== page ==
The movie was the highest-grossing film released in 1976 and the second highest-grossing film of 1977. Because of the success of the movie, six sequels followed: “Rocky II” (1979), “Rocky III” (1982), “Rocky IV” (1985), “Rocky V” (1990), “Rocky Balboa” (2006), “Creed” (2015), and “Creed II” (2018). The two most recent films, “Creed” and “Creed II,” are about Apollo Creed’s son, who sought out and convinced 72-year-old Rocky Balboa to train him to be a champion boxer.
At one point during the 2015 Creed movie, while he is training Creed, Rocky walks Creed over to a mirror and tells him to look at himself in the mirror. While Creed is looking at his mirror image, Rocky points to the image and says, “Every time you get into the ring, that’s who you’re going against. I believe that in boxing, and I do believe that in life.” He then tells Creed to throw some punches at the image he sees in the mirror while attempting to dodge each of the punches.
Rocky’s statement to Creed is a metaphor for all the challenges we face in life. While we may have to deal with other people on a regular basis, when a challenge comes our way, the primary person we’re up against is ourselves. Before we can successfully move forward, we have to be able to identify and overcome our own limitations, faults, and fears. The only way we can ever hope to do that is to first overcome our number one enemy: ourselves.
What is it that gets in the way of our daily battle with the person we see in the mirror every morning? Our biggest enemy is pride, the one root passion that everyone struggles with. We were all born with a strong tendency toward pride, the mother of all sins. And because of our fallen human nature, combined with the individual unique traits we were born with, the environment we grew up in, and our life experiences as children and young adults, each of us also developed a primary fault which caused us to become attached to and adept at one of the other six root passions — anger, lust, envy, gluttony, covetousness, or sloth.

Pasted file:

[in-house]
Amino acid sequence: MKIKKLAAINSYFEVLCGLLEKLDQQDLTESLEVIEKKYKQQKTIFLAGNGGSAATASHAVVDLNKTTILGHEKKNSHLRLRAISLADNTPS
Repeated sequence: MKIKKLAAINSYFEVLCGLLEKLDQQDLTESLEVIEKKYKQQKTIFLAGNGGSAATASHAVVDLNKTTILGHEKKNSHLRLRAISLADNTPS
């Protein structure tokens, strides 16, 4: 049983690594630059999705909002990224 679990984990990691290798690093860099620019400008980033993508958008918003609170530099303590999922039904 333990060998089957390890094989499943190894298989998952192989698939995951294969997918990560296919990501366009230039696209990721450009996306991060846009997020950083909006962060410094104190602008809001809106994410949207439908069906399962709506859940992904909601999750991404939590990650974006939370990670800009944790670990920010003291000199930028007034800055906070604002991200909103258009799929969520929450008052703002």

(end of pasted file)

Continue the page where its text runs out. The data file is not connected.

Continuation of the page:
From a practical standpoint, how does all this apply to the battle we have to wage against ourselves every day?
Do you know why people who have a problem with procrastination are never able to overcome it? It’s because they have not learned how to overcome their pride and their primary fault. Do you know why some people are always late and are never able to change or modify their behavior? It’s because they have not learned how to overcome their pride and their primary fault. Do you know why some people who are well-organized and able to accomplish a lot in a very short amount of time are never able to fully understand or empathize with people who are not like them? It’s because they have not learned how to overcome their pride and their primary fault. Do you know why some people who repeatedly eat or drink to excess are never able to change or modify their behavior? It’s because they have not learned how to overcome their pride and their primary fault.
Is there a process a person can go through to momentarily overcome their pride and their primary fault so they can win each battle they have to fight within themselves? The answer is yes. I’m going to begin explaining that process to you next week.